Reinforcing Steel (Rebar) embedded in concrete provides the necessary resistance to stresses which arise from flexing and bending, allowing reinforced concrete to be used in many applications in the construction industry. Concrete has excellent compressive strength, but it is weak in tension. Reinforcing steel has excellent tensile strength but must be held in place to be effective. Thus, steel reinforced concrete provides a strong structural material or composite that can be aesthetically pleasing, economical, reliable, and durable. Fabricated from carbon steels with high yield strengths, the rebar is also ductile. The coefficients of thermal expansion of concrete and carbon steel are similar, so that internal stresses due to expansion and contraction are minimized. The concrete bonds strongly to the surface of the steel so that stresses are transferred efficiently from the concrete to the rebar. This composite is now widely used for the construction of concrete slabs, concrete walls, concrete beams, concrete columns, elevated concrete floors, and concrete footings and foundations. In the concrete, the rebar is contained in an alkaline environment and a passive film of iron oxide is formed, protecting the steel from corrosion. However, this protection is lost if the concrete structure is exposed to seawater or deicing salts. In these conditions, galvanized (zinc-coated) or epoxy-coated rebar must be used to realize the expected durability for the reinforced concrete.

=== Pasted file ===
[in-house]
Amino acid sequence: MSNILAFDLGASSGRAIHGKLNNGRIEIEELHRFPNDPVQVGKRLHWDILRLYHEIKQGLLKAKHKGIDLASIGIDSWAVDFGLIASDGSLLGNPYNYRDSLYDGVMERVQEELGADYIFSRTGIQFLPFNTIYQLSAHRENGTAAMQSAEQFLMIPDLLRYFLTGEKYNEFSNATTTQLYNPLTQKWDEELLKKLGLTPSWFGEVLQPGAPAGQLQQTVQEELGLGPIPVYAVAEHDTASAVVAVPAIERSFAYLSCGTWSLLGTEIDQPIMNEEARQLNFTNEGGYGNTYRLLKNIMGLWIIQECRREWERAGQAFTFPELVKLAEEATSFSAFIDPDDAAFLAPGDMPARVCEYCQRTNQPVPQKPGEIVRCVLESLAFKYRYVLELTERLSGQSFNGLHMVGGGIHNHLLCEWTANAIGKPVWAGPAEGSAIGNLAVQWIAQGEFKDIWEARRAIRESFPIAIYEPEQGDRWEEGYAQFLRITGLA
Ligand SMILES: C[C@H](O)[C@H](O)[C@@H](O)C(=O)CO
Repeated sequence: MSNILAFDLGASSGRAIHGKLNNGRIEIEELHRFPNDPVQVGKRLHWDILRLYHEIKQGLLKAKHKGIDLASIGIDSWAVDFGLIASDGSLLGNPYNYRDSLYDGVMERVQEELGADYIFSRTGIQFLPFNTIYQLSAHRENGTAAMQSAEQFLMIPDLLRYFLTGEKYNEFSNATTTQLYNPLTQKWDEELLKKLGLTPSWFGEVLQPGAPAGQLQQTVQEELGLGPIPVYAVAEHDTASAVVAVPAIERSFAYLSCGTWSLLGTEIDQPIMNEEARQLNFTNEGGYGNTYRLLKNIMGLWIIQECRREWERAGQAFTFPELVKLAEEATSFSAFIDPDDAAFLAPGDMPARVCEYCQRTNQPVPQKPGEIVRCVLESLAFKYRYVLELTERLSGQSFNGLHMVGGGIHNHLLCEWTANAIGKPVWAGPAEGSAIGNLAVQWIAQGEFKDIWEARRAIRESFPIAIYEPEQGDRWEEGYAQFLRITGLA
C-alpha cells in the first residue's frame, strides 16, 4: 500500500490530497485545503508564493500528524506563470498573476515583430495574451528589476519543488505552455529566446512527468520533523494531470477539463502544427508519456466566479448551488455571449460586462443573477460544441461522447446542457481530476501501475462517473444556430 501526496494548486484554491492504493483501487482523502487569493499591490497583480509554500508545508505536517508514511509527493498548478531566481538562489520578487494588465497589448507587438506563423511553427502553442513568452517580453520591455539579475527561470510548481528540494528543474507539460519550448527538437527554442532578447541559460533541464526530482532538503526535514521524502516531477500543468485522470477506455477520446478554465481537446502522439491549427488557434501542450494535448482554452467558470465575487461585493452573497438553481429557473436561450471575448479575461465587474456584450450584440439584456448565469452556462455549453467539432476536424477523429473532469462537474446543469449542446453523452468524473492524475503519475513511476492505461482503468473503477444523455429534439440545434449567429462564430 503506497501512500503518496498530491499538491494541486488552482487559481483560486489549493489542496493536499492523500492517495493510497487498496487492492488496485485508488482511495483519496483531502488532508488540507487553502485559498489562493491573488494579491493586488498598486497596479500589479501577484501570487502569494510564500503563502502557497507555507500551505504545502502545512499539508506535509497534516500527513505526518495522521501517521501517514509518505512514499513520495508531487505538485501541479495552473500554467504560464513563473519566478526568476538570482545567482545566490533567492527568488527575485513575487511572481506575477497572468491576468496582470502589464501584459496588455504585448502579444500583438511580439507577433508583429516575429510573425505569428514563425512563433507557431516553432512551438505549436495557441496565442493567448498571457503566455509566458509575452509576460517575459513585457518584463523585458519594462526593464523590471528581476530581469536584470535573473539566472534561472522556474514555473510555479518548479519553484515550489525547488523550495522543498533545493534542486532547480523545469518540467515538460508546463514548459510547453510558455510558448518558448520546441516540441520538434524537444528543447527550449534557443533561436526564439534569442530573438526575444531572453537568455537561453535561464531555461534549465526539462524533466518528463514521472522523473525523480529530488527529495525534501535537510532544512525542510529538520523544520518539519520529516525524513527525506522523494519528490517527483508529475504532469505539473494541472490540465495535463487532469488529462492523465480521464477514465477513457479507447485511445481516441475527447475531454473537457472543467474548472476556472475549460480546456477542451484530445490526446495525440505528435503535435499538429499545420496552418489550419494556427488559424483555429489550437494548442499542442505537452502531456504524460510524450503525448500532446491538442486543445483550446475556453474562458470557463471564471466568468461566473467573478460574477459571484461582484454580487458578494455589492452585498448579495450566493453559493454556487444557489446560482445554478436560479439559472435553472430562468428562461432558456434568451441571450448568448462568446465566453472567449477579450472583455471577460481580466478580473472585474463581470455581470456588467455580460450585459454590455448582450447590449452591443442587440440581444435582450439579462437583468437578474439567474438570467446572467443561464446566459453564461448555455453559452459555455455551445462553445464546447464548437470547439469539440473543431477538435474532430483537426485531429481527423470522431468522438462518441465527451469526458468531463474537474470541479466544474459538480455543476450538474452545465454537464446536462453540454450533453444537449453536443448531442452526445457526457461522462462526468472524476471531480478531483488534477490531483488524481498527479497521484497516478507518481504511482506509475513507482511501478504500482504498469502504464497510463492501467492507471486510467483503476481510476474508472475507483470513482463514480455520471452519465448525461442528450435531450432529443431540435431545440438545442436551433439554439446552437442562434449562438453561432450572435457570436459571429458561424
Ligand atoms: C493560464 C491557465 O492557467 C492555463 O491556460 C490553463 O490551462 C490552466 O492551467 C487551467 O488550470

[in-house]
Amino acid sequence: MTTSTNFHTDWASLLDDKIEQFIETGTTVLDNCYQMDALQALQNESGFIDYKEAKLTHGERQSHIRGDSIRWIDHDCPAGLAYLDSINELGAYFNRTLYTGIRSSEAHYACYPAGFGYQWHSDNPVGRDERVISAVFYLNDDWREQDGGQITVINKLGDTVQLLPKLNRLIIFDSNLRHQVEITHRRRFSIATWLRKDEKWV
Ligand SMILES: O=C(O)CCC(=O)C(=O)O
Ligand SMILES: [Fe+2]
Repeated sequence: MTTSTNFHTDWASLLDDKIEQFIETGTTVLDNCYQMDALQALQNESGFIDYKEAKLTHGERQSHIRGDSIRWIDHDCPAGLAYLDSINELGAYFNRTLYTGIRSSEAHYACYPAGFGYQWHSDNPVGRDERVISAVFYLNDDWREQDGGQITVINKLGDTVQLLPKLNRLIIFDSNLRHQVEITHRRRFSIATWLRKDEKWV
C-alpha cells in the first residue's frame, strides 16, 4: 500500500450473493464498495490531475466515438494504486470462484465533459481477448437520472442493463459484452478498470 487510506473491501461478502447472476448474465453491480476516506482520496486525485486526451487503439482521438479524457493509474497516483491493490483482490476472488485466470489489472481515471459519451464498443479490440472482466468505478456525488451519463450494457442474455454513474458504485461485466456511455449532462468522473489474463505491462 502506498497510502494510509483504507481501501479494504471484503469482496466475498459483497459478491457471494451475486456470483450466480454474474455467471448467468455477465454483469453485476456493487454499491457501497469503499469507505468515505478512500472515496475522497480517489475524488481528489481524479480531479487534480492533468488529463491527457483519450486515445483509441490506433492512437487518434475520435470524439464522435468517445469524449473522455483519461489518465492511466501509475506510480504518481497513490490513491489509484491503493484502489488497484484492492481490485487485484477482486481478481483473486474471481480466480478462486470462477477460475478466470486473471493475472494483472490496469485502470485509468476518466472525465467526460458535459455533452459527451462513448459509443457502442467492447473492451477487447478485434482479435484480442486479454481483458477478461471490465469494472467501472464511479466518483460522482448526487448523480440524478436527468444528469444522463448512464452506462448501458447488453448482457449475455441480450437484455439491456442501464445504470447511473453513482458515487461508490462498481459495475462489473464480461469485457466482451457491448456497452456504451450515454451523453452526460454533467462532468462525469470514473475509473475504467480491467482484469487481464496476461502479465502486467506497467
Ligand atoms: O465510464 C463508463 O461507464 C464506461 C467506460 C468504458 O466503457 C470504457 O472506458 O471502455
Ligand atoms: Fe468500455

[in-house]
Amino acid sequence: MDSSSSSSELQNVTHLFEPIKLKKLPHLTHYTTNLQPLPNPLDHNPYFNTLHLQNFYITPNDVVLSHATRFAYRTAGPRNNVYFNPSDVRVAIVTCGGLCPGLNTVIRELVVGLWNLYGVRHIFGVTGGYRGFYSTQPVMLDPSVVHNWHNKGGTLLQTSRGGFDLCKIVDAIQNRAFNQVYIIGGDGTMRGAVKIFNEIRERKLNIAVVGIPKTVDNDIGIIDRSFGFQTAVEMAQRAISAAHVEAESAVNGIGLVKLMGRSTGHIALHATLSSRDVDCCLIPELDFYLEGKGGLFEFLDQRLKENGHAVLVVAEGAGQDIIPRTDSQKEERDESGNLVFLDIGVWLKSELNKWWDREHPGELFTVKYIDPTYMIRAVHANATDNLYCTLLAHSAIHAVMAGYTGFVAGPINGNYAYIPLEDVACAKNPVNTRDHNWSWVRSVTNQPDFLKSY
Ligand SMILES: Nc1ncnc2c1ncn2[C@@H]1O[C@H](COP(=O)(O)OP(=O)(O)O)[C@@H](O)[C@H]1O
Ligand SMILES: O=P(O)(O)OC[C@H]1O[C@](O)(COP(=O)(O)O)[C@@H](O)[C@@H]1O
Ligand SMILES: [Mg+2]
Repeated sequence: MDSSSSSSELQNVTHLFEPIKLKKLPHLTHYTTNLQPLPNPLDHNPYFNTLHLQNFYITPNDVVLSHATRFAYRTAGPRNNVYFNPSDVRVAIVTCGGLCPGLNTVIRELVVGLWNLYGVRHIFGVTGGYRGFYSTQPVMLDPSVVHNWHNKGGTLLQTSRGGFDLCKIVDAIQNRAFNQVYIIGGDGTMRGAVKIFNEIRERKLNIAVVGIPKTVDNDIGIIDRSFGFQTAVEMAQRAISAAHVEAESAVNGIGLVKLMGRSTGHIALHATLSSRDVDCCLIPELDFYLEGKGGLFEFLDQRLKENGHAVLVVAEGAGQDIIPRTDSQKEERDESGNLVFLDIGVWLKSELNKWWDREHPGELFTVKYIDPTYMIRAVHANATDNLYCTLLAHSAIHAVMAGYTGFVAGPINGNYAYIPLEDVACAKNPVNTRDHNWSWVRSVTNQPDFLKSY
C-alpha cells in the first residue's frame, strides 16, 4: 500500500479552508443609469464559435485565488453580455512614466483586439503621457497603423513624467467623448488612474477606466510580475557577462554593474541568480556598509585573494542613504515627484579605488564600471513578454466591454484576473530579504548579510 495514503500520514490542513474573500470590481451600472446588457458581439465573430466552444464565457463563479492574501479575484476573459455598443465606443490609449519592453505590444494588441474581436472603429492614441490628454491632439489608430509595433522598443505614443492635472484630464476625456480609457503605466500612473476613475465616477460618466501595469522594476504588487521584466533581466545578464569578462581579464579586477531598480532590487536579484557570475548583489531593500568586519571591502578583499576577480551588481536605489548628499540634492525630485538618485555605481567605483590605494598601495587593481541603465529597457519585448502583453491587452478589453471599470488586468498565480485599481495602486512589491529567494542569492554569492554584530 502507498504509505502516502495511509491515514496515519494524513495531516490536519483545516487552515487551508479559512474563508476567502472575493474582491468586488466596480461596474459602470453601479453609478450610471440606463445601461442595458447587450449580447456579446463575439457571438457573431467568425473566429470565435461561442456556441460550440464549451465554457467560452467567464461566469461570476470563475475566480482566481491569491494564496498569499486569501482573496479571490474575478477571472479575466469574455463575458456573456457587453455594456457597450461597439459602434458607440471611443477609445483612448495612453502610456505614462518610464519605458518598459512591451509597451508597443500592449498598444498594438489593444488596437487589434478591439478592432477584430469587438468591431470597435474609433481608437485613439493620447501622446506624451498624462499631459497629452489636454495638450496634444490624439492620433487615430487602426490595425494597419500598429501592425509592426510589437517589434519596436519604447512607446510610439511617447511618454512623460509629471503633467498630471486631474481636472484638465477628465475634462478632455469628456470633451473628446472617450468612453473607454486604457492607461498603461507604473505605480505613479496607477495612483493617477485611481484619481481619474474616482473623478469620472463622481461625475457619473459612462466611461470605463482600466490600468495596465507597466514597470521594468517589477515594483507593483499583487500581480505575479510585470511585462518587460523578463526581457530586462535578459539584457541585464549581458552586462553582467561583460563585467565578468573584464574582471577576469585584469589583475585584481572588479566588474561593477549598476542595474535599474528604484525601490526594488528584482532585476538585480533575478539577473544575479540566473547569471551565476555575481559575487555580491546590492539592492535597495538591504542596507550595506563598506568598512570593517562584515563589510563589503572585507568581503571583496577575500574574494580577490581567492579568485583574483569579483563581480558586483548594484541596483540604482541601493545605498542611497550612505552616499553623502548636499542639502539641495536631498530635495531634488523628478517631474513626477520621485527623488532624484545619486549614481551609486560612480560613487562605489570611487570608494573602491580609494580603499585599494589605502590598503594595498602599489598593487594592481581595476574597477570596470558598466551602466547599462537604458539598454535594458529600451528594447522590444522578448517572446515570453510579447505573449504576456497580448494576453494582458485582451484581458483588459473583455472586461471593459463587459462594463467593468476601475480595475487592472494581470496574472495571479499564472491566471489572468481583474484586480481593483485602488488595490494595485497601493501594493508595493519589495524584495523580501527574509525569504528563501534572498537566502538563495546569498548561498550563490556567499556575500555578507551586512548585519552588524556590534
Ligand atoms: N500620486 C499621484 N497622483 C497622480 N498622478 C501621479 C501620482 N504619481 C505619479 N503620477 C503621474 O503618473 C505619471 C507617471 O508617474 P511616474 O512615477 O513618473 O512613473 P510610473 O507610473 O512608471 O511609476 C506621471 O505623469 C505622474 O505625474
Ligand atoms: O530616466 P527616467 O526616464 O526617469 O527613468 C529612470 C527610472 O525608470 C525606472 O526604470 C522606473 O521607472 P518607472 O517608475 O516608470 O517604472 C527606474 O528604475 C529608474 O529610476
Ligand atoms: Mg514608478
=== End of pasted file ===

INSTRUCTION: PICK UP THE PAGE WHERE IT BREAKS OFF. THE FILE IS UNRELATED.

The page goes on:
Methods and Materials
The reinforcing bars (rebar) used in structural and architectural concrete are manufactured from carbon steels that have high yield strengths, e.g., approximately 60,000 PSI. The steels used are also ductile and therefore readily absorb greater amounts of energy when deformed. Rebar is usually round, with the cross-sectional area ranging from 0.1 to 4.0 in2 and it weighs from 0.4 to 14 lbs/foot. Each reinforcing size number represents 1/8” in diameter, e.g., a #3 bar is 3/8” diameter and a #8 bar is 1” diameter.